With freezing nights upon us, we've been harvesting the garden little by little and storing the produce wherever we can. We don't have a basement and it would be very difficult to dig a root cellar (heavy clay soil, poor drainage -- a hole in the ground simply fills with water). We eventually have plans to build an above-ground root "cellar," but until that happens, we have to make do however we can.
Today I dealt with the onions. Onions are ready to pull when the tops flop over. While nearly every onion I planted grew, I realized we didn't plant nearly enough. We love onions and use a lot, so next year I'll plant more.
A few days ago I pulled up the onions. The yield from the first bed filled a large basket.
I filled an additional crate with the onions from miscellaneous other locations (no photo, sorry).
I put the crate and basket by the woodstove for a few days so the onions could dry. This morning, since the outer skin was dry and papery, I decided to try my hand at braiding onions.
I found a link on how to braid, but while that showed me the general idea, it sure as heck bore no resemblance to reality, as I found out.
First thing I did was trim the roots to about an inch long. (Why this is important, I have no idea. It's not like onion roots are terribly big.)
I also brushed off the extra dirt.
The online instructions suggest a braid of thirteen onions, beginning with the largest three.
The stem of the left-hand onion is wrapped over the other two, then behind and back over, to make a sort of knot. This is where I made my first mistake -- the stem should have come around the bottom of the left-hand onion as well.
I added a fourth onion and kept its stem aligned with the center onion, then braided everything twice.
After this things got kinda messy. The idea is two new onions are added as the braid increases, with their stems mingling with the existing braid. In reality, the stems were so thick (or too thin) that unevenness quickly took over, and it was hard to tell which side to mingle the new onion stems with. It was also awkward to stop and prep a new onion each time I needed to add one. But I blundered through as best I could. The idea, presumably, isn't to get them into picture-perfect photogenic braids. The idea is to keep them together while allowing them to stay exposed to the air.
After thirteen onions are braided together, the ends are tied with a piece of twine.
I couldn't deny the end result was very pretty... until I picked it up. The braid must have weighed twenty pounds. Here's another thing I realized from the online instruction guide -- if you're using BIG ONIONS, don't braid thirteen of them together! The "thirteen" rule should only be for small dainty onions, not these whoppers I got from the garden.
However I didn't come to this conclusion until later. Gamely I tried another braid, but this time I prepped thirteen onions first by trimming their roots and brushing off the dirt. This also allowed me to sort for the largest three to use as the base.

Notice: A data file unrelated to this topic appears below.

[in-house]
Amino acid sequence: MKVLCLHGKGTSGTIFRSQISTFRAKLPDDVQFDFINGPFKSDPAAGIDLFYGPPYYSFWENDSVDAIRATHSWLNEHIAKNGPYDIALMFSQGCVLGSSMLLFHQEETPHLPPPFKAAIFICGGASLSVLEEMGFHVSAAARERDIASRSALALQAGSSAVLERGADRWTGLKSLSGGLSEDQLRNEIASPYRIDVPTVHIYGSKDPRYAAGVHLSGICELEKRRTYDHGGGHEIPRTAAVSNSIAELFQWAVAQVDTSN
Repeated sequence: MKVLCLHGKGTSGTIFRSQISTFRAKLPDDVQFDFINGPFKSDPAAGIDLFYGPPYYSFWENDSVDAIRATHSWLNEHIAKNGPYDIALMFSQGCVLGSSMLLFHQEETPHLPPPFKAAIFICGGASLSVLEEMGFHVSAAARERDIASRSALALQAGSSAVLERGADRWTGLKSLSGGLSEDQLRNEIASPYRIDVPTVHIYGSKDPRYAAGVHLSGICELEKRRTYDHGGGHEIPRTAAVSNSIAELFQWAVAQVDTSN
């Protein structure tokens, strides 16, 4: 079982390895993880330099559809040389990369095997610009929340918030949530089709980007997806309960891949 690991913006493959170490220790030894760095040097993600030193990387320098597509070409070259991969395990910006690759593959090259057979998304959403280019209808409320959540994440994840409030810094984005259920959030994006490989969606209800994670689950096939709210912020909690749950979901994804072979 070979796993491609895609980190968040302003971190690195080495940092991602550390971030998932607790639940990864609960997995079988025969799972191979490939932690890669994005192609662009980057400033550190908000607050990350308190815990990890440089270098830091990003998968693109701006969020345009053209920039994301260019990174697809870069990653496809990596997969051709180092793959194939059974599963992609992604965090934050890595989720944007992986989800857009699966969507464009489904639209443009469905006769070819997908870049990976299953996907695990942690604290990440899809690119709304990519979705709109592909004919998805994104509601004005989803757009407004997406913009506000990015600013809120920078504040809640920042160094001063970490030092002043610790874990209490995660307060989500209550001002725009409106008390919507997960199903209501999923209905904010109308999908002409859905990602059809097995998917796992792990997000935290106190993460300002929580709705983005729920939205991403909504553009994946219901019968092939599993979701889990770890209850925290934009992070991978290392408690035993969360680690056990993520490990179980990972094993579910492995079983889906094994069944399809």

Again I felt like I was blundering my way through, but the result was pretty and I started to feel a wee bit smug, always a dangerous thing.
I braided two more strands, which used up most of the onions.
This left the kitchen a mess (make a note: next time, do this outside)...
...but gave me four satisfyingly attractive braids.
After giving the matter some thought, I decided to hang the onions upstairs where it stays cooler in the winter (onions are best stored in just-above-freezing temps, but we don't have that option). So I trotted out to the barn and fetched some sturdy hay bale twin, then came back in and lifted up two braids of onions to bring them upstairs.
Ooof. They were heavy. As I said, I'm guessing about twenty pounds for each braid. I got them hung and came back down for the next two braids. However as I climbed the stairs, one braid broke and a bunch of onions tumbled out.
Turns out the braids were too heavy and the stems too slippery. I brought the partial braids back to the table and tied them up in half-braids.
While I was doing this, I heard a CRASH from upstairs. Same thing happened -- about half a braid simply slid out from a too-heavy braid.
Make a note: when using big honkin' onions, thirteen are far too many for a single braid. Next time I'll braid them in braids of about five onions. I tied off the half-braids and suspended those along with the two still-intact longer braids.
Despite all the ridiculous blunders, this isn't a bad way to store onions (at least, until we have a root cellar). I'm guessing the upstairs will smell of onions all winter, but that's okay.
I had a few remaining onions, so I just trimmed off what stems they had and put them in our onion basket for immediate use.
Time for cleanup.
I know there are many ways to store onions -- hanging in mesh bags, even knotting them individually in old panty hose -- but since I had neither mesh bags nor old surplus panty hose, this solution seems to work despite the difficulties.
In short, live and learn!